At the Voices of the Year award, on my left was the mother of a former school friend of my stepson, and on the right the woman whose essay was the only one I had actually read – how is that for the universe extending a helping hand?
The following morning, faced with the prospect of more Starbucks coffee and rubbery eggs, I wandered, literally in my pjs, into an old-fashioned patisserie where I ran into Cindy, a speaker who was running a panel for midlife bloggers I had totally overlooked. I decided to attend based on Cindy’s personality and I ended up meeting a bunch of interesting women that gave me pause as to who makes up this demographic and how Sue and I fit, and don’t, within it. Uncharacteristically, at that same panel, I didn’t hesitate to pick up a microphone and address the crowd to speak my piece. Not bad for the old introvert with the funny accent.
I am glad I went for a number of reasons: yes, I did spread the word about our fabulous little corner of the web (I had indeed practiced a 20 second spiel on what the blog was about); yes, I did feel part of a much wider than expected female community that felt welcoming and supportive; yes, I did have some fun in the process and came home with all kinds of free products, from skin lotions to wood polish (got that for my mom); I even did get to boycott Arianna Huffington’s speech – not that anyone noticed my absence but it did make me feel very politically correct (as fellow blogger Carol Cassara pointed out, it’s like having a secessionist at a NAACP conference); and yes, I did learn all kinds of technical and marketing strategies that might prove useful in the long run.
Most of all, though, I felt validated. I felt that what Sue and I do in our respective corners of the world, from our houses, is bigger than we give it credit to, that it does matter and that, in the cacophony of the internet, our little voices have found a home, and we can be part of a bigger conversation. We can laugh and commiserate and speak our truth and dream, big and small. Because we can and there is nothing to stop us, if not the boxes we sometimes put ourselves in. And because you, lovely readers, take the time to read and engage.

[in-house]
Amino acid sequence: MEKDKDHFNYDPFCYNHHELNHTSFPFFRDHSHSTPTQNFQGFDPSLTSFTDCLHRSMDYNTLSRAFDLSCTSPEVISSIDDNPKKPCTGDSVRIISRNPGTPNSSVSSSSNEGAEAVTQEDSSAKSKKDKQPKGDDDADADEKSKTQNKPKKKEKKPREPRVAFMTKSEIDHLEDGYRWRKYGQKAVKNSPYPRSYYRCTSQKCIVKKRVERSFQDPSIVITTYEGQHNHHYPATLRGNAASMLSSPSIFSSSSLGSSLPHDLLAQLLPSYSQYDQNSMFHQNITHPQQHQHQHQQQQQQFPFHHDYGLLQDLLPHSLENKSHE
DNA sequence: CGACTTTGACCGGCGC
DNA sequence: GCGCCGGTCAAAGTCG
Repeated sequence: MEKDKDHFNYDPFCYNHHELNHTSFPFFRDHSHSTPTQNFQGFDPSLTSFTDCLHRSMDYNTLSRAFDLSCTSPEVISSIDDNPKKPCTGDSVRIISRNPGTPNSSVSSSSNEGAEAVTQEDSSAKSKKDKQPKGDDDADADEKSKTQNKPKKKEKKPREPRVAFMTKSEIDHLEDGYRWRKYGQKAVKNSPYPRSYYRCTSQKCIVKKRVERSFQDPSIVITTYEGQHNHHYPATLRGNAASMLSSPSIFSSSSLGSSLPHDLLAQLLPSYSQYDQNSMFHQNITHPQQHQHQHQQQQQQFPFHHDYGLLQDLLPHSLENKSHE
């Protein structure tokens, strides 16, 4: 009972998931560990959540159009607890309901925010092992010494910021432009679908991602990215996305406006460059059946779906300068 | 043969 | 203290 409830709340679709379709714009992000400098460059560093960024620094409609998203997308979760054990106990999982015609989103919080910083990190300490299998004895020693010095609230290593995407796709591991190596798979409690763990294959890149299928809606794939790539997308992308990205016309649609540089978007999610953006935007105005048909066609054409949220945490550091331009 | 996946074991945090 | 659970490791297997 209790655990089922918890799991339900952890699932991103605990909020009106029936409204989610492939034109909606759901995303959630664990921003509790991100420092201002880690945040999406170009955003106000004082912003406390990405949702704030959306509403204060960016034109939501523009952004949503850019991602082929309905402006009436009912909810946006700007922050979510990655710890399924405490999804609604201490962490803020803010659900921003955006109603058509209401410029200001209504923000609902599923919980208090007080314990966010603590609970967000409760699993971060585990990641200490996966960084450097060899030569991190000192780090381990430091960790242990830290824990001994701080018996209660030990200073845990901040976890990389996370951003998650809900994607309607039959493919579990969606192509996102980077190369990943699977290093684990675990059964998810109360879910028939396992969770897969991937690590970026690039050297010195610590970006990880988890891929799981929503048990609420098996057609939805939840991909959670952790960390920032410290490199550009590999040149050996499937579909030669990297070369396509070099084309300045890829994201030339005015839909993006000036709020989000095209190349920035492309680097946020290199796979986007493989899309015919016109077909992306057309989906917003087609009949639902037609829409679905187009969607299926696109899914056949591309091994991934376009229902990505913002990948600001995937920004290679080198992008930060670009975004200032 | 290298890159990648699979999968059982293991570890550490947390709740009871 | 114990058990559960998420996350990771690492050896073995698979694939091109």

The final act of serendipity happened when I walked out of Kerry Washington’s interview, not that she is not a wonderful woman, but I don’t watch Scandal and had no clue what was being discussed, and went to have my nails done instead inside the Expo Hall. The 20-year-old girl, Perla, who painted my nails an unlikely coral, peppered me with a million questions about myself. Talking about myself is also not my strong suit but she was insistent. At one point, she looked up and said “you are so interesting!” I don’t think I am particularly interesting, if not to myself, my dogs and my husband (some of the time), but it made me realize we all have an interesting story to tell, or a truth to share and we are lucky that, in 2014, blogging has made it so easy.
“Who knew that, from that day in Rome when Campari and Sofa came about, you would end up in San Jose?” sofagirl mused. Proof that life is always stranger than fiction, that once you get a ball rolling, it keeps on going. May this be a very long run. And a big thank you to all those who have been tagging along.
All images C&S